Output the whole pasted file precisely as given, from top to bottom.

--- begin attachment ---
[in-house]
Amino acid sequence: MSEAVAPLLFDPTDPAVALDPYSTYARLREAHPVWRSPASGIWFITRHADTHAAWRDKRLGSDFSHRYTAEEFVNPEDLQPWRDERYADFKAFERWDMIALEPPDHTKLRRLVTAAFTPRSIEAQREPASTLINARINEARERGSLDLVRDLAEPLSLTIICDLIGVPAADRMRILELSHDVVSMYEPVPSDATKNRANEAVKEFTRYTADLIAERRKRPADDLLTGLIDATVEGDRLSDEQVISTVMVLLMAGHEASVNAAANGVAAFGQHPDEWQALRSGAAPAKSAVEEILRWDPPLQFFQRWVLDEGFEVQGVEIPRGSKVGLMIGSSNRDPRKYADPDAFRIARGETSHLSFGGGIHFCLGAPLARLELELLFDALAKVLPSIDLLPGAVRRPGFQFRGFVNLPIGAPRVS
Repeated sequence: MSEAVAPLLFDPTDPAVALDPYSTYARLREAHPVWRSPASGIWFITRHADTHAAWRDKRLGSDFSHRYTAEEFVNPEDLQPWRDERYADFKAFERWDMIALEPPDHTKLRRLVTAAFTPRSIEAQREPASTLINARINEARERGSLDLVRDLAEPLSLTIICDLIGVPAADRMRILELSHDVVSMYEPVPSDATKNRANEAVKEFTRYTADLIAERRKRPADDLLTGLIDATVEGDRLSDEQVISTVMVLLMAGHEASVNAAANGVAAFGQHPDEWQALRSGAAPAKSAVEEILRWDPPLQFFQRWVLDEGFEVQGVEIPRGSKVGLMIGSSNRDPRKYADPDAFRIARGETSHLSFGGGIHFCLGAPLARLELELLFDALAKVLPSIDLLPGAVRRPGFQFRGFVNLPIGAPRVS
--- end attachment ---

[in-house]
Amino acid sequence: MSEAVAPLLFDPTDPAVALDPYSTYARLREAHPVWRSPASGIWFITRHADTHAAWRDKRLGSDFSHRYTAEEFVNPEDLQPWRDERYADFKAFERWDMIALEPPDHTKLRRLVTAAFTPRSIEAQREPASTLINARINEARERGSLDLVRDLAEPLSLTIICDLIGVPAADRMRILELSHDVVSMYEPVPSDATKNRANEAVKEFTRYTADLIAERRKRPADDLLTGLIDATVEGDRLSDEQVISTVMVLLMAGHEASVNAAANGVAAFGQHPDEWQALRSGAAPAKSAVEEILRWDPPLQFFQRWVLDEGFEVQGVEIPRGSKVGLMIGSSNRDPRKYADPDAFRIARGETSHLSFGGGIHFCLGAPLARLELELLFDALAKVLPSIDLLPGAVRRPGFQFRGFVNLPIGAPRVS
Repeated sequence: MSEAVAPLLFDPTDPAVALDPYSTYARLREAHPVWRSPASGIWFITRHADTHAAWRDKRLGSDFSHRYTAEEFVNPEDLQPWRDERYADFKAFERWDMIALEPPDHTKLRRLVTAAFTPRSIEAQREPASTLINARINEARERGSLDLVRDLAEPLSLTIICDLIGVPAADRMRILELSHDVVSMYEPVPSDATKNRANEAVKEFTRYTADLIAERRKRPADDLLTGLIDATVEGDRLSDEQVISTVMVLLMAGHEASVNAAANGVAAFGQHPDEWQALRSGAAPAKSAVEEILRWDPPLQFFQRWVLDEGFEVQGVEIPRGSKVGLMIGSSNRDPRKYADPDAFRIARGETSHLSFGGGIHFCLGAPLARLELELLFDALAKVLPSIDLLPGAVRRPGFQFRGFVNLPIGAPRVS